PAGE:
What Happens When A Buyer Doesn’t Transfer The Car Title?

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What happens when the buyer of your car doesn’t transfer the title? This is a common scenario that carries a handful of risks. In this article, we’ll explain the risks for both seller and buyer when the car title isn’t transferred immediately after purchase.

Seller liabilities

When you sell a car, you assume that you are no longer liable for the car because it is no longer in your possession. However, this is not true. The title record of the car is not officially transferred to the buyer’s name until the title is transferred through your state’s DMV agency.

The title record is associated with you, as the seller and owner, by the vehicle’s VIN. If the car is involved with a traffic infraction, parking ticket, accident, or any other type of liability and the car title isn’t transferred to the new buyer’s name, you are still considered liable for the consequences.

DMV notification of sale

While you can’t force the buyer to transfer the car title in a timely manner, there are steps you can take to prevent continuous liability for the vehicle. Within 30 days of the sale, notify your state’s DMV agency. Each state has a method to disclaim ownership of a vehicle you’ve sold, for example, see Texas’s Motor Vehicle Transfer Notification form. Completing this form, either online, by mail, or in person, will help avoid liability for civil and criminal acts associated with the vehicle.

Buyer risks

As the buyer of the car, it’s crucial to transfer the car title into your name as soon as possible. Until your name is on the title, you are not the legal owner of the vehicle.

Lost title

By holding onto the title for an extended amount of time, the probability of the title certificate being lost or misplaced increases substantially. If you lose the title before you can transfer it into your name, you’ll either have to have the prior owner obtain a duplicate title for you, or you’ll have to pursue another form of title recovery. This may sound easy, but oftentimes sellers are very unlikely to assist after the transaction has been completed.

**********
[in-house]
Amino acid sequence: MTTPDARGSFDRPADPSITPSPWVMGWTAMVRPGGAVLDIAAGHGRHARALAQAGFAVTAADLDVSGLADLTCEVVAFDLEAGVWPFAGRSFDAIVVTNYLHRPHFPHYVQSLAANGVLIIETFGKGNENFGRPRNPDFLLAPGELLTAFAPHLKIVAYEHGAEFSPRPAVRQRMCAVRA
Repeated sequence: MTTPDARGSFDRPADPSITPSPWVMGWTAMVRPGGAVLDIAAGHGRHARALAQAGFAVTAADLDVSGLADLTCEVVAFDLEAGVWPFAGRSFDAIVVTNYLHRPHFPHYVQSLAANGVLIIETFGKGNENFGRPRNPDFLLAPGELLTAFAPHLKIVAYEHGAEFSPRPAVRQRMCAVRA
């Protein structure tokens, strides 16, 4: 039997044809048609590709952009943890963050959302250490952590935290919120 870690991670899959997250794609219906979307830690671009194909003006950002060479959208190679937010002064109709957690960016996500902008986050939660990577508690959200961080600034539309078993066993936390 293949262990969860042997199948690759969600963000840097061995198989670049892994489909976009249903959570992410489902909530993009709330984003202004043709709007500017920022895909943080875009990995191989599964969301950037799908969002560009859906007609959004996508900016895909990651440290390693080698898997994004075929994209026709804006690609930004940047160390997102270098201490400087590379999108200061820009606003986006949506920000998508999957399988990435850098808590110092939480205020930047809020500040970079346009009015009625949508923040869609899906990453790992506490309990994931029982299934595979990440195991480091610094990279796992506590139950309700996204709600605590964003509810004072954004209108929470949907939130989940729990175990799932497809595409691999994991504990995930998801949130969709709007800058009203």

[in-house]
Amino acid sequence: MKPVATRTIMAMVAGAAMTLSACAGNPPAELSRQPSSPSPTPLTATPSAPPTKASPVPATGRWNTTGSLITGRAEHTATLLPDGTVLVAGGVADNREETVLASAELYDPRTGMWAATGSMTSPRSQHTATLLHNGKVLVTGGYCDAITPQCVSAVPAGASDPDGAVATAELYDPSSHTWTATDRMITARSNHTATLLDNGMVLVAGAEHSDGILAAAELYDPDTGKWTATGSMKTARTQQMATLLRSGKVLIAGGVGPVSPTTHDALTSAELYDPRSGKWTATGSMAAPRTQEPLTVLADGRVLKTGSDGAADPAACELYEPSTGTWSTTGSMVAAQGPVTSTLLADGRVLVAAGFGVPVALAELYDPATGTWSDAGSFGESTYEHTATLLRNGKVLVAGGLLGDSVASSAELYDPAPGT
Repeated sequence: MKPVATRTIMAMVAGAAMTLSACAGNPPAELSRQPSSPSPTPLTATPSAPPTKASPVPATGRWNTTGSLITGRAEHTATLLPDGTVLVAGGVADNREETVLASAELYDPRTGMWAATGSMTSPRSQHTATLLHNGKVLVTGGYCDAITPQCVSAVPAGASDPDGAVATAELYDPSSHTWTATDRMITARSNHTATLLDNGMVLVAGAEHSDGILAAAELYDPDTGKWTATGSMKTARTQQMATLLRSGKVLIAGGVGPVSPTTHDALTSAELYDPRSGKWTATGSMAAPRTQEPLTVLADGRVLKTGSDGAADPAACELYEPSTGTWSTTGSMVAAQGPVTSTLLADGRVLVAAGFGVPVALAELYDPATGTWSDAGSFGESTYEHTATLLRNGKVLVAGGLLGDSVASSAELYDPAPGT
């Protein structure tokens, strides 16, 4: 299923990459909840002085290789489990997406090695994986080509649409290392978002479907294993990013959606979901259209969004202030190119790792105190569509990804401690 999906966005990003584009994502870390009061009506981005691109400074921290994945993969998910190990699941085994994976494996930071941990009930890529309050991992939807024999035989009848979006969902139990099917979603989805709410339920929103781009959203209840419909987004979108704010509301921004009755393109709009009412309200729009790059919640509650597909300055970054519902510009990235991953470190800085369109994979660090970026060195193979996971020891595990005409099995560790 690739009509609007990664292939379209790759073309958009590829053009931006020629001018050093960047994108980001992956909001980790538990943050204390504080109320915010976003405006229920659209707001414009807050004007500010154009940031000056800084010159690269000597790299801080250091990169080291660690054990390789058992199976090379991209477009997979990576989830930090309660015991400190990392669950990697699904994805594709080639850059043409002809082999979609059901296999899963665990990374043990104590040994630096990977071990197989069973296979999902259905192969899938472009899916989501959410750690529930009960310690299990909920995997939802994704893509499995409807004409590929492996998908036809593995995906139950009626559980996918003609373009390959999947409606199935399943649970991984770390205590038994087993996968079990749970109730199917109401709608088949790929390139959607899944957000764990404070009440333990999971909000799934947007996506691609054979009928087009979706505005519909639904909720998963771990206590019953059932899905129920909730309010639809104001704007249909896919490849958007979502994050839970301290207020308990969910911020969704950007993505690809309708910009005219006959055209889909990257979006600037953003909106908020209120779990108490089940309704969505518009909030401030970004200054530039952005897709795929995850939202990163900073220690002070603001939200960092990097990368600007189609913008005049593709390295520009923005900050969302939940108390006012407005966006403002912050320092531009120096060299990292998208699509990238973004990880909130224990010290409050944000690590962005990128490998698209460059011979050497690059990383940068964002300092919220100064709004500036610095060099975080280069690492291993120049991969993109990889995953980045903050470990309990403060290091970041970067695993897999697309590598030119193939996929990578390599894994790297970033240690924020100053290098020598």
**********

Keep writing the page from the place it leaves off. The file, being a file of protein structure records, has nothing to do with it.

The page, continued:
Claims against the seller

If the seller is going through a divorce, or bankruptcy, or a creditor has a claim against them, the creditor is going to look for high-value assets such as vehicles and real estate. If the vehicle comes back as still listed in the seller’s name, the creditor can legally claim your vehicle to repay the seller’s debts.

No proof of ownership

If there’s a situation where the car has to be towed or impounded, without your name on the certificate of title, you cannot prove your ownership and likely won’t be able to recover the car. In any situation where you’re required to show proof of ownership for the car, you are only considered the owner if the title has been officially transferred to your name. Simply showing a car title with someone else’s name on it, but signed over to you is not valid proof of ownership.

The main takeaway here is that when you purchase a vehicle, you need to complete the transfer of the car title. If you sold a car and the buyer still hasn’t transferred the title, you should notify your state’s DMV agency to avoid future risks and liabilities.

The Solution for Your Court-Ordered Title

Need a court-ordered title transfer? CourtOrderedTitle.com provides everything you need to file your paperwork and get your court-ordered vehicle title.

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